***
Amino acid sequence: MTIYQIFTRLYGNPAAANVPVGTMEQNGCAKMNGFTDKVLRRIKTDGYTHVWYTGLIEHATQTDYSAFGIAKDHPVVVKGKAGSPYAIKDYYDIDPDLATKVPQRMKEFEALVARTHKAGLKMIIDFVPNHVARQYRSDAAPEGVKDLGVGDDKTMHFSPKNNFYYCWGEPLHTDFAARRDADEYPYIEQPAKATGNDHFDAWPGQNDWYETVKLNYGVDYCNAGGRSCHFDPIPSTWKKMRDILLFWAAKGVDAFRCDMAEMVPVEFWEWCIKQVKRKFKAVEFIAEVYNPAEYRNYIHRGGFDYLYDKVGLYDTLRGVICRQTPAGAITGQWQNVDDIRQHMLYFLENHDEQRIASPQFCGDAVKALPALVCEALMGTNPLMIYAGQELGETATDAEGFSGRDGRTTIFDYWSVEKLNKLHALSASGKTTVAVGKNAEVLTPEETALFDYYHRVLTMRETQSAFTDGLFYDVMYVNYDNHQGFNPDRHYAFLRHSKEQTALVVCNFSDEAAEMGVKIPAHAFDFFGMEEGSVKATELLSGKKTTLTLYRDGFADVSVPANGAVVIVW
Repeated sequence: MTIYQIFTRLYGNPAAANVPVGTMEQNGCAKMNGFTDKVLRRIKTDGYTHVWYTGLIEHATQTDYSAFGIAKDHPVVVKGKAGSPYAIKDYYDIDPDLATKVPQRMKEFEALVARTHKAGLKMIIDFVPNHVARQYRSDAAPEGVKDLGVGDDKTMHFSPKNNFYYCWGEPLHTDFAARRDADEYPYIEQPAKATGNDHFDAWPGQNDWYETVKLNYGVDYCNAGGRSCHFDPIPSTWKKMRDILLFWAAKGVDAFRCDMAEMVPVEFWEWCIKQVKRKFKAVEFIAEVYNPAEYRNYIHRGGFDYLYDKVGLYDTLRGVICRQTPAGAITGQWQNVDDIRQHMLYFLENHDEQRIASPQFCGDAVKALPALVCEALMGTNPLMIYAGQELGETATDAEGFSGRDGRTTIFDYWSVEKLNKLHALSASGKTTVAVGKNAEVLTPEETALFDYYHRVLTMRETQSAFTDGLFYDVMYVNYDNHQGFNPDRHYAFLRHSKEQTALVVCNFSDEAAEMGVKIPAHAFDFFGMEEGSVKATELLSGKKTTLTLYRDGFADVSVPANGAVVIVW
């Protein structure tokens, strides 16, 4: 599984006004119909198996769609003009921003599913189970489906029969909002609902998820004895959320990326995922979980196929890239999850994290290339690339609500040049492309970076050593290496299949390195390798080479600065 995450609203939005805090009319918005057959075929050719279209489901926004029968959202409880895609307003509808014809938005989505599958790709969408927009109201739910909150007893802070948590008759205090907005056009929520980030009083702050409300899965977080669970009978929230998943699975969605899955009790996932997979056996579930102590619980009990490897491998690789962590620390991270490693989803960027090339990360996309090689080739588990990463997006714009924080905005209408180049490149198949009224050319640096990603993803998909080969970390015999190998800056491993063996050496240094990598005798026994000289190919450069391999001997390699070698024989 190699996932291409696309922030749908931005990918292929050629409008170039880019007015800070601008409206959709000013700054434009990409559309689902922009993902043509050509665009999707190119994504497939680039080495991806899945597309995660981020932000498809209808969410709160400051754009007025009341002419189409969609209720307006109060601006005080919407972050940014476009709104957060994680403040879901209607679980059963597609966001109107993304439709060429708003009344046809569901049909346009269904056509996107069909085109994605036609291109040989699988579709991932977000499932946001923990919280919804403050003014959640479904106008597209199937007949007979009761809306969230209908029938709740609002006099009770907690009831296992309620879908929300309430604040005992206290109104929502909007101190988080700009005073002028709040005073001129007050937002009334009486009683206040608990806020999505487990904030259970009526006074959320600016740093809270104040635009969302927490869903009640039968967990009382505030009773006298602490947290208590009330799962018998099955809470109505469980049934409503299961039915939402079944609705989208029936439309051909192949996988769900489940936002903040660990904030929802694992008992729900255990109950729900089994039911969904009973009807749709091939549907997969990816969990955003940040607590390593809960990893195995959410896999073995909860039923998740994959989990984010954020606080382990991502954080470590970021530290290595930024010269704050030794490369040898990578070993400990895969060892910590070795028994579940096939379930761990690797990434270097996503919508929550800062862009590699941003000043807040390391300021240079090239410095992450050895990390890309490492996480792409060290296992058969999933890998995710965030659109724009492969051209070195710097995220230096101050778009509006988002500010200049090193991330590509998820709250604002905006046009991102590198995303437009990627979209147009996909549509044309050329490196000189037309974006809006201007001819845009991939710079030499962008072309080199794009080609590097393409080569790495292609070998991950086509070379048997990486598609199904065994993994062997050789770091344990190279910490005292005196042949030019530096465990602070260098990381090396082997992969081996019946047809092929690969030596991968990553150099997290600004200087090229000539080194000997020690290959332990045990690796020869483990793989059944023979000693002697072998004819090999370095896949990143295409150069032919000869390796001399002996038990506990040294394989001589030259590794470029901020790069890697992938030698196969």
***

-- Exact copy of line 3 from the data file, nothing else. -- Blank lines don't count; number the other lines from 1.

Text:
């Protein structure tokens, strides 16, 4: 599984006004119909198996769609003009921003599913189970489906029969909002609902998820004895959320990326995922979980196929890239999850994290290339690339609500040049492309970076050593290496299949390195390798080479600065 995450609203939005805090009319918005057959075929050719279209489901926004029968959202409880895609307003509808014809938005989505599958790709969408927009109201739910909150007893802070948590008759205090907005056009929520980030009083702050409300899965977080669970009978929230998943699975969605899955009790996932997979056996579930102590619980009990490897491998690789962590620390991270490693989803960027090339990360996309090689080739588990990463997006714009924080905005209408180049490149198949009224050319640096990603993803998909080969970390015999190998800056491993063996050496240094990598005798026994000289190919450069391999001997390699070698024989 190699996932291409696309922030749908931005990918292929050629409008170039880019007015800070601008409206959709000013700054434009990409559309689902922009993902043509050509665009999707190119994504497939680039080495991806899945597309995660981020932000498809209808969410709160400051754009007025009341002419189409969609209720307006109060601006005080919407972050940014476009709104957060994680403040879901209607679980059963597609966001109107993304439709060429708003009344046809569901049909346009269904056509996107069909085109994605036609291109040989699988579709991932977000499932946001923990919280919804403050003014959640479904106008597209199937007949007979009761809306969230209908029938709740609002006099009770907690009831296992309620879908929300309430604040005992206290109104929502909007101190988080700009005073002028709040005073001129007050937002009334009486009683206040608990806020999505487990904030259970009526006074959320600016740093809270104040635009969302927490869903009640039968967990009382505030009773006298602490947290208590009330799962018998099955809470109505469980049934409503299961039915939402079944609705989208029936439309051909192949996988769900489940936002903040660990904030929802694992008992729900255990109950729900089994039911969904009973009807749709091939549907997969990816969990955003940040607590390593809960990893195995959410896999073995909860039923998740994959989990984010954020606080382990991502954080470590970021530290290595930024010269704050030794490369040898990578070993400990895969060892910590070795028994579940096939379930761990690797990434270097996503919508929550800062862009590699941003000043807040390391300021240079090239410095992450050895990390890309490492996480792409060290296992058969999933890998995710965030659109724009492969051209070195710097995220230096101050778009509006988002500010200049090193991330590509998820709250604002905006046009991102590198995303437009990627979209147009996909549509044309050329490196000189037309974006809006201007001819845009991939710079030499962008072309080199794009080609590097393409080569790495292609070998991950086509070379048997990486598609199904065994993994062997050789770091344990190279910490005292005196042949030019530096465990602070260098990381090396082997992969081996019946047809092929690969030596991968990553150099997290600004200087090229000539080194000997020690290959332990045990690796020869483990793989059944023979000693002697072998004819090999370095896949990143295409150069032919000869390796001399002996038990506990040294394989001589030259590794470029901020790069890697992938030698196969």